The Way One Fell

From Griffith Review:

… At sea level, on the Star Ferry or along the waterfront, even from up on the Peak, the Harbour is flat, neatly east-west, constant even in its diminishment, reclamation pushing the shorelines ever closer. It is Hong Kong’s Giving Tree, the root of our wealth and yet we keep chipping away at it, bartering slivers for land, always more land. One day the Harbour will disappear, the city will be unborn, its name redundant.

Save tonight, where from 118 floors up, the Harbour looks anything but disappearing. It seems to have a life and course much longer and winding than I knew, less brief and less straight than the short drive it takes to traverse the length of Hong Kong Island. From up here, I can trace the texture of life along the skyscraper facades and deep within them – down the elevator banks, out the alleyways and into the underground tunnels.

Continue Reading



From the South China Morning Post:

City University has been on the rise. In a town obsessed with rankings, it has climbed quickly up many of them, including to an impressive fifth place among the world’s universities founded in the past 50 years. And, just last month, the university capped its 30th anniversary “Year of Art and Culture” by winning three prestigious honours at the Hong Kong Arts Development Awards.

So as an alumnus myself, I was perplexed, to put it kindly, when on the same day that the university issued a press release heralding the “huge night for the arts”, students in its Master of Fine Arts in creative writing programme–from which I graduated last October–were told it was being shut down. The two main reasons appear to be, essentially, profitability and exclusivity: how much money does the programme make, and how many applicants does it reject.

Continue Reading


Homesick at home

From the South China Morning Post:

We all have a story. A foot run over by a suitcase. A flight delayed by an unrestrained child. A quiet night at the cinema or a nice restaurant thrown asunder by a tantrum. This is our warzone—remember, in this city, umbrellas are deadly weapons—and these our battle scars. We share our stories, we bond over them, the hurt they cause eased by the implication in every retelling that we are not like that. We are better.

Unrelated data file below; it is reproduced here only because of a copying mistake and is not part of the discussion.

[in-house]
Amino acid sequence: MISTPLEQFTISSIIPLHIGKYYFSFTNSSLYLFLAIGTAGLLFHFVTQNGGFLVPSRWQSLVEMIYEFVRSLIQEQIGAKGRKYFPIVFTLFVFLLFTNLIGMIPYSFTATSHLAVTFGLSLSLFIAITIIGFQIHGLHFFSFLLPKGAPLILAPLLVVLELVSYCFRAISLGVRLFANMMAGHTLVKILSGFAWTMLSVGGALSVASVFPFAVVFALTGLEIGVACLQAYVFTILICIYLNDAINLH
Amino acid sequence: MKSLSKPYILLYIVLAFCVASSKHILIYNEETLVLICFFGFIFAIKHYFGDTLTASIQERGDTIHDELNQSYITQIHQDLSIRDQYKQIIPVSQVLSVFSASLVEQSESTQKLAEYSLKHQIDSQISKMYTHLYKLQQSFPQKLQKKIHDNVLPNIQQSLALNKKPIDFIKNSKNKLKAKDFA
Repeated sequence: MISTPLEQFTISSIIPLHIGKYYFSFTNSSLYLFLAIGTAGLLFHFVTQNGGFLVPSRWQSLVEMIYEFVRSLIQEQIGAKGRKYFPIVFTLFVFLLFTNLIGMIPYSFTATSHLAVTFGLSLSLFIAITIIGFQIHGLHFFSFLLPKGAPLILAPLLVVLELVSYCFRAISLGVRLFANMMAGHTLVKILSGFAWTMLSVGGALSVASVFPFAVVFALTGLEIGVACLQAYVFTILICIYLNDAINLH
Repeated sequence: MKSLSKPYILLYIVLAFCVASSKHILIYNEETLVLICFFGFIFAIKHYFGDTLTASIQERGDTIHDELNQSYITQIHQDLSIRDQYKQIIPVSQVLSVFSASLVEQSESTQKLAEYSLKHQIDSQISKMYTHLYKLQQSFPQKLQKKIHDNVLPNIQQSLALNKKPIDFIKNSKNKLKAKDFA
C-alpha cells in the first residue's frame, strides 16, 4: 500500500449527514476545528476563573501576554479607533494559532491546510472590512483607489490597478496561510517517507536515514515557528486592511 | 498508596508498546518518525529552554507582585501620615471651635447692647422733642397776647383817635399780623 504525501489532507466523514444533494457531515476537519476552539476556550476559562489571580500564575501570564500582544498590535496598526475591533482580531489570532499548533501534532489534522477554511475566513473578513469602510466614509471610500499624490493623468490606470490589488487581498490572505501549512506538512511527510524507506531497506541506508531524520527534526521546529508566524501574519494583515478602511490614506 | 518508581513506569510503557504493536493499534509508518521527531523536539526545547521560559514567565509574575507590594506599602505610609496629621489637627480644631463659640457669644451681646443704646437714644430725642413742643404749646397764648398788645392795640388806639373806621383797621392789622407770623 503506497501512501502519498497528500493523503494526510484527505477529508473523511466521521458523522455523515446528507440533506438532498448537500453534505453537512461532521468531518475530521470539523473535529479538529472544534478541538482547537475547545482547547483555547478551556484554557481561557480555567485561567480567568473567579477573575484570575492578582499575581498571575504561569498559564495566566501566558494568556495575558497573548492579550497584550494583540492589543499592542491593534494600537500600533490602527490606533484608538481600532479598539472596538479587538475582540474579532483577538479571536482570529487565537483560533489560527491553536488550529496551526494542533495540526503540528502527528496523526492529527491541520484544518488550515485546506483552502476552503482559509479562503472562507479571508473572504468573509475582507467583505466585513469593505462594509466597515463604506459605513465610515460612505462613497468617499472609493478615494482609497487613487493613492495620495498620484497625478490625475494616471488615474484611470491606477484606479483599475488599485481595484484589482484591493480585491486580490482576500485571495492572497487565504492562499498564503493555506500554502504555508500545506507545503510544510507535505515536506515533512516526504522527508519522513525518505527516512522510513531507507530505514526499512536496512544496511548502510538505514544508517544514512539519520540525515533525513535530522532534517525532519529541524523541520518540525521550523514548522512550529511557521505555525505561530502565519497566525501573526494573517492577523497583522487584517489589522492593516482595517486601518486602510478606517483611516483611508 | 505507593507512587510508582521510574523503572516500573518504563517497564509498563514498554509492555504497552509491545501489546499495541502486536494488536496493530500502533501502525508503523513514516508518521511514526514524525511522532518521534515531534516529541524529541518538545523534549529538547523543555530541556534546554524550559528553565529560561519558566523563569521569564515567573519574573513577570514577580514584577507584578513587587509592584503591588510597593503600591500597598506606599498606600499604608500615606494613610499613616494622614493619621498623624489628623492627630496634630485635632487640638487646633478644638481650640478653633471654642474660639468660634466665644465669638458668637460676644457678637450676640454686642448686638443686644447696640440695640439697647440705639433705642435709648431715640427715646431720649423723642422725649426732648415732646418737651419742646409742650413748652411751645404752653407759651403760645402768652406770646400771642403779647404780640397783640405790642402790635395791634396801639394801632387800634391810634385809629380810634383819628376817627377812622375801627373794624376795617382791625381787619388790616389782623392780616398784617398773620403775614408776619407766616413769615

My favorite story to tell is not my own. Last autumn, my girlfriend lined up for a minibus one evening in Admiralty. She was 14th in line for the 16 seats on the next bus when a young mainland Chinese man and his father rushed to cut in front of her. The father then counted heads and turned to my girlfriend.

“Lucky,” he said to her, in accented Cantonese. “You’re 16th!”

Continue Reading



From The Atlantic:

Earlier this month, I swam across Victoria Harbour—the lifeblood of Hong Kong since our inception—in an annual race that was only recently revived after decades of concern about the water being contaminated. Hong Kongers of my father’s generation talk wistfully about the old cross-harbor swim and how wide the harbor was in those days, before the land-reclamation projects began, before the Cross-Harbour Tunnel.

Their reveries reflect an existential fear: Without our harbor, even the meaning of our name, “fragrant harbor,” becomes obsolete. We would suffer the fate we most dread—the crux of what has driven our students into the streets over the last month in their umbrella-toting droves: We would be just another Chinese city.

Hong Kong officials met with student protesters for the first time on Tuesday, and if there was one message the government conveyed, it was this: Give up on your dreams. That happens to be a line from the unofficial anthem of the protest movement, a rock ballad by the local band Beyond, and if you have visited any of the protest sites, you know how the next line goes: Anyone can do that.

Continue Reading


Night One

From the South China Morning Post:

It’s one a.m. Another round of tear gas in Admiralty, another pack of green riot police scurrying away. The crowds disperse, the crowds return, larger. I have given up trying to decipher what rules of deployment the police have for tear gas, assuming there are any rules. The chief executive has asked us to be rational; I would like to think that applies to the police as well, but it’s one a.m., and they seem to have just fired another round of tear gas into a stationary crowd for no reason at all.

Let us be clear about how we got here.

Continue Reading


Out of our hands

From the South China Morning Post:

I once thought I would never say goodbye to Hong Kong. Or that if I ever did, it would be by my own choice. I should have known better. In this city, the choice has never been ours.

We are used to this. Coteries of old men—and three extraordinary women—in faraway places have been signing away our rights for 172 years. No one on that ship in Nanjing ever thought to ask how the people on this barren rock felt about being ransomed for heroin. No one in Beijing negotiating the terms of the lease on the New Territories considered bringing its occupants to the table. No one at the table in suite 336 of The Peninsula on Christmas Day, 1941, was even Chinese. And no where in the declaration Deng Xiaoping and Margaret Thatcher toasted 30 years ago is there any reference to the people of Hong Kong.